Military Industrial Complex

What is the Military Industrial Complex?

Authored By Staff Writer | Last Updated: 02/2013

Attempting to define the "Military Industrial Complex".

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Dwight Eisenhower Military Industrial Complex Farewell Address
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Military-Industrial Complex is an unofficial phrase used to signify the "comfortable" relationship that can develop between government forces and defense-minded organizations. This union can produce benefits for both sides - warplanners receiving the tools necessary for waging an effective war while furthering political interests abroad while defense contractors are the recipients of lucrative deals.


War for profit is not exclusive to modern times for it drove the best and worst of old Europe for many years - perhaps best exemplified by the naval arms race between France, Spain and Britain. The driving force behind these initiatives was generally in out-doing a potential foe and, therefore, establishing a large standing military force to counter the moves of a potential enemy. The modern interpretation of this as it relates to the Military-Industrial Complex is slightly altered in that the established military force is now utilized to further global interests - the enemy is no longer another nation per se but any organization not in line with presented ideals.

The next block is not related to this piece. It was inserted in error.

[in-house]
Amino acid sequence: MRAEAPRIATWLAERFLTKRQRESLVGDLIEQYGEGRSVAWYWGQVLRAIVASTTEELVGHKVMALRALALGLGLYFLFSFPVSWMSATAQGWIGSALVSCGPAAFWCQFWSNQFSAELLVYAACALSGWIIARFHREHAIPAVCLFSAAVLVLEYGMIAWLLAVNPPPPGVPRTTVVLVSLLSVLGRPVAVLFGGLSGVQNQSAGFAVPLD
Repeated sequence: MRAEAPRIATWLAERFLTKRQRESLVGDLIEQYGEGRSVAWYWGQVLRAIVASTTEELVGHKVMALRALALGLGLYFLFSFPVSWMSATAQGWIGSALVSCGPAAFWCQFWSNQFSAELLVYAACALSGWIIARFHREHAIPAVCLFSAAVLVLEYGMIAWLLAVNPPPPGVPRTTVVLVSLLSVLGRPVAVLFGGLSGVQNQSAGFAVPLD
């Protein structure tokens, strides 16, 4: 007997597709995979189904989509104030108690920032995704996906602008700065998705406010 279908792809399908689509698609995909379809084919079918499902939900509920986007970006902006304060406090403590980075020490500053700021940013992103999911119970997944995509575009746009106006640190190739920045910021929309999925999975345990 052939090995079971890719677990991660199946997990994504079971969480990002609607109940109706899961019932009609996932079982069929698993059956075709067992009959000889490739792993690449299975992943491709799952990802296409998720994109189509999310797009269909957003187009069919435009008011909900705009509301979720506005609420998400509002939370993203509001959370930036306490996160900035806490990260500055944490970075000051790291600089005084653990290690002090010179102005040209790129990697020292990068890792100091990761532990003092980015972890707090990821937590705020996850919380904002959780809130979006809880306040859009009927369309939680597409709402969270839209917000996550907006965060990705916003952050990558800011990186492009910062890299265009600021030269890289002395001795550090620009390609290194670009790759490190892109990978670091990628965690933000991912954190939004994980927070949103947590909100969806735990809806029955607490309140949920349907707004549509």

At any rate, the theory of a mutually beneficial relationship existing between warplanners and industry is not unfounded for there is much money to be made in the design and development process of military goods which precede lucrative production commitments. As such, a defense contractor can be the recipient of multiple contracts during the life of a single product leading many of the top firms to constantly outdo competitors in attempting to maintain their own respective bottom lines in the boardroom.


The phrase Military-Industrial Complex was first used in an American report at the turn of the 20th Century and later immortalized by outgoing United States President Dwight D. Eisenhower in his January 17, 1961 farewell address to the nation. In his speech, Eisenhower cited the Military-Industrial Complex as a grave warning to the American people based on his experiences of a wartime economy and political environment during and after World War 2 - the warning being to not let the military-industrial establishment dictate America's actions at home or abroad for such unchecked power would begin to usurp the inherent freedoms inherent in the very fabric of our nation. The original usage appeared as Military-Industrial Congressional Complex but this was later revised to exclude the reference to congress.


Our website exists to keep a tally of contracts that are publicly revealed by the United States Department of Defense. We attempt to keep an accurate running value of defense expenditures though the listed contracts do not necessarily present the entire breadth of US defense spending overall. It can, however, be used to present a basic outline and, perhaps, be utilized in predicting the next great American conflict.

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